Vanity thought #1111 – another unique number

Numerologist in me gets all uncomfortable if unique post numbers such as this one do not get immediate attention. So there, my tribute to numerology – this number, 1111, is truly unique, it will never come up again, just as 1110 before it and 1112 that will come tomorrow.

This was another reference to silly obsession with “round” dates such as 11.11 AM on 11.11.11 (November 11 of 2011). Now, with that out of the way, back to demographics as a strangling force of Kali yuga, topic I started yesterday.

Western world is literally dying. People live longer, of course, but they don’t procreate and so at first western societies age, then they will die. It doesn’t mean that we are going to see North America and Europe becoming desert wastelands overnight, and probably never, but their societies as we know them will cease to exist.

They will keep the ball rolling for a while by consuming immigrants and leaching off their high birth rates but, as the world becomes increasingly global and there’s less and less interest in emigrating from growing Asia and Africa, immigration will only delay the inevitable.

I have no idea how immigrants, mostly from Muslim and African countries, will react to westernization. The US is a melting pot in this sense, people lose their foreign identities pretty fast, but in Europe immigrants form their own societies and refuse to integrate, which scares the natives a lot and leads to the rise of right wing nationalism across the continent.

Predictions aside, the main problem is the current model of civilization based on liberal democracy. People are given rights to do whatever they want and this leads to gross materialism, selfishness, and outright hedonism. Evolutionists might argue that cooperating for the benefit of the whole society will eventually prove its worth and so societies will naturally adjust themselves but I have serious doubts evolution works that way.

“Liberal” in liberal democracy means freedom to pursue one’s own goals, freedom from social obligations. People are not going to sacrifice their own comforts for the sake of anyone else, they just don’t live long enough to see the returns, and, as they have fewer and fewer children they have less and less connection or interest in society’s future.

Even if this social evolution through natural selection is a real thing it doesn’t mean that liberal democracy must survive. Morel likely it’s one of the species destined for extinction. If one were to pick an evolutionary winner he should go with something else.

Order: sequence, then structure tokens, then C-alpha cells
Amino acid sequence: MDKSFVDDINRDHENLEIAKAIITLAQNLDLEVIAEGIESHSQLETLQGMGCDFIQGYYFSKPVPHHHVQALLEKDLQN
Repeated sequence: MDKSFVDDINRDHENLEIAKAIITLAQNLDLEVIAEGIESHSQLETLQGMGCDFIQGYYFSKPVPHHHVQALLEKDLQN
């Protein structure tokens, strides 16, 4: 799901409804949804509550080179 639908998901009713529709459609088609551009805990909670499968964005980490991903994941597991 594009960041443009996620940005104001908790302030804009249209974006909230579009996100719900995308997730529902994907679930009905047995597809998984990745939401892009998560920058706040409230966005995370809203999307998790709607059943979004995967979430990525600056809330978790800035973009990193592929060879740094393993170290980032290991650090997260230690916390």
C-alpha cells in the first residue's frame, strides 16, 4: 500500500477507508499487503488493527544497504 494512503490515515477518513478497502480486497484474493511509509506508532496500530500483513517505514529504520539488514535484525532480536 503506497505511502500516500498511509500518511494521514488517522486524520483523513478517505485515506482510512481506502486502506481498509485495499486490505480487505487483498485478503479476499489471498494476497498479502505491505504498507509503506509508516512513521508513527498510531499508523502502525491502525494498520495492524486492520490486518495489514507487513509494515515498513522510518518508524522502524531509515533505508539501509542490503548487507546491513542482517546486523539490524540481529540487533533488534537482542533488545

Yesterday I said that there’s one country that realized this danger on the most fundamental level and decided to tackle the problem at its root. It’s Russia.

Will they succeed? Maybe, maybe not, but they have a clear shot because liberal democracy has never been a part of their culture, we shouldn’t be calling it a “western country” in this sense. They have been trying it for a quarter of the century and overall they are not impressed, which makes it easier for them to pursue other development models.

Their demographic situation was really really dire. In Soviet Union days it was the third most populous country in the world, ahead of the US, now it barely makes top ten. Of course they lost all these people to politics, they didn’t all just die, but it cut Russian playground in half, making it a lot more difficult to survive on their own with whatever new policies they come up.

In the nineties the remaining population started dying for reals, mostly from drinking and mostly males. Mortality rate was twice as high as in the US and overall Russian population was shrinking like crazy. The UN predicted that by the mid-century it would go down by a third. They were doomed.

Then things changed. Putin decided to make demographics a priority and he spoke to the nation about it. Since then the population decline stopped and it actually started growing, in a space of only five years. Magic, right?